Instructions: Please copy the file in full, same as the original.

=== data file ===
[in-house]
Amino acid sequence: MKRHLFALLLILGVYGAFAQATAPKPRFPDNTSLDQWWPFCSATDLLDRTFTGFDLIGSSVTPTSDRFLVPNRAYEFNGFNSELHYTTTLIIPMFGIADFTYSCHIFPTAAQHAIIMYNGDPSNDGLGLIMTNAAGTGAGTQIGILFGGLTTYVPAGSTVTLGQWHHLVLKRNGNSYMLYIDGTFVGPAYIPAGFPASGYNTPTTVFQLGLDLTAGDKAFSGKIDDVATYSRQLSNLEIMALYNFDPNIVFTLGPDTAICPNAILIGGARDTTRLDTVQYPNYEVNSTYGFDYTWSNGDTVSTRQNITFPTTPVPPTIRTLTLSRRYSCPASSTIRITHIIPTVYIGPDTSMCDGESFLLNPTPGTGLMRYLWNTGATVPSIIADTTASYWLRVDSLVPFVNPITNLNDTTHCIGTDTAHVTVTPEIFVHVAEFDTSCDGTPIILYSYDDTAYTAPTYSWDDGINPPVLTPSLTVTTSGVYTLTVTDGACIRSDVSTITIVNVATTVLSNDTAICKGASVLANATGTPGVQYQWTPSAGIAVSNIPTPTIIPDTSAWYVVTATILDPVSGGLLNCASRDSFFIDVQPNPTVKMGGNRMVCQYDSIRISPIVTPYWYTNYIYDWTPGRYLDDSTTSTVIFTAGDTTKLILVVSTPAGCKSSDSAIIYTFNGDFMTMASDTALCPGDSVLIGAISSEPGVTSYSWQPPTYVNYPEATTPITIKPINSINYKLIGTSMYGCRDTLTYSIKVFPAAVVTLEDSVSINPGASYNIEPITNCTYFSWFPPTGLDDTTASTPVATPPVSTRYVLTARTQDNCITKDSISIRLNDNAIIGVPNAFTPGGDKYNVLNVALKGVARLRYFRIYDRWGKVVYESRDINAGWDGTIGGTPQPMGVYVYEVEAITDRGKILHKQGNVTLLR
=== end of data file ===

[in-house]
Amino acid sequence: MKRHLFALLLILGVYGAFAQATAPKPRFPDNTSLDQWWPFCSATDLLDRTFTGFDLIGSSVTPTSDRFLVPNRAYEFNGFNSELHYTTTLIIPMFGIADFTYSCHIFPTAAQHAIIMYNGDPSNDGLGLIMTNAAGTGAGTQIGILFGGLTTYVPAGSTVTLGQWHHLVLKRNGNSYMLYIDGTFVGPAYIPAGFPASGYNTPTTVFQLGLDLTAGDKAFSGKIDDVATYSRQLSNLEIMALYNFDPNIVFTLGPDTAICPNAILIGGARDTTRLDTVQYPNYEVNSTYGFDYTWSNGDTVSTRQNITFPTTPVPPTIRTLTLSRRYSCPASSTIRITHIIPTVYIGPDTSMCDGESFLLNPTPGTGLMRYLWNTGATVPSIIADTTASYWLRVDSLVPFVNPITNLNDTTHCIGTDTAHVTVTPEIFVHVAEFDTSCDGTPIILYSYDDTAYTAPTYSWDDGINPPVLTPSLTVTTSGVYTLTVTDGACIRSDVSTITIVNVATTVLSNDTAICKGASVLANATGTPGVQYQWTPSAGIAVSNIPTPTIIPDTSAWYVVTATILDPVSGGLLNCASRDSFFIDVQPNPTVKMGGNRMVCQYDSIRISPIVTPYWYTNYIYDWTPGRYLDDSTTSTVIFTAGDTTKLILVVSTPAGCKSSDSAIIYTFNGDFMTMASDTALCPGDSVLIGAISSEPGVTSYSWQPPTYVNYPEATTPITIKPINSINYKLIGTSMYGCRDTLTYSIKVFPAAVVTLEDSVSINPGASYNIEPITNCTYFSWFPPTGLDDTTASTPVATPPVSTRYVLTARTQDNCITKDSISIRLNDNAIIGVPNAFTPGGDKYNVLNVALKGVARLRYFRIYDRWGKVVYESRDINAGWDGTIGGTPQPMGVYVYEVEAITDRGKILHKQGNVTLLR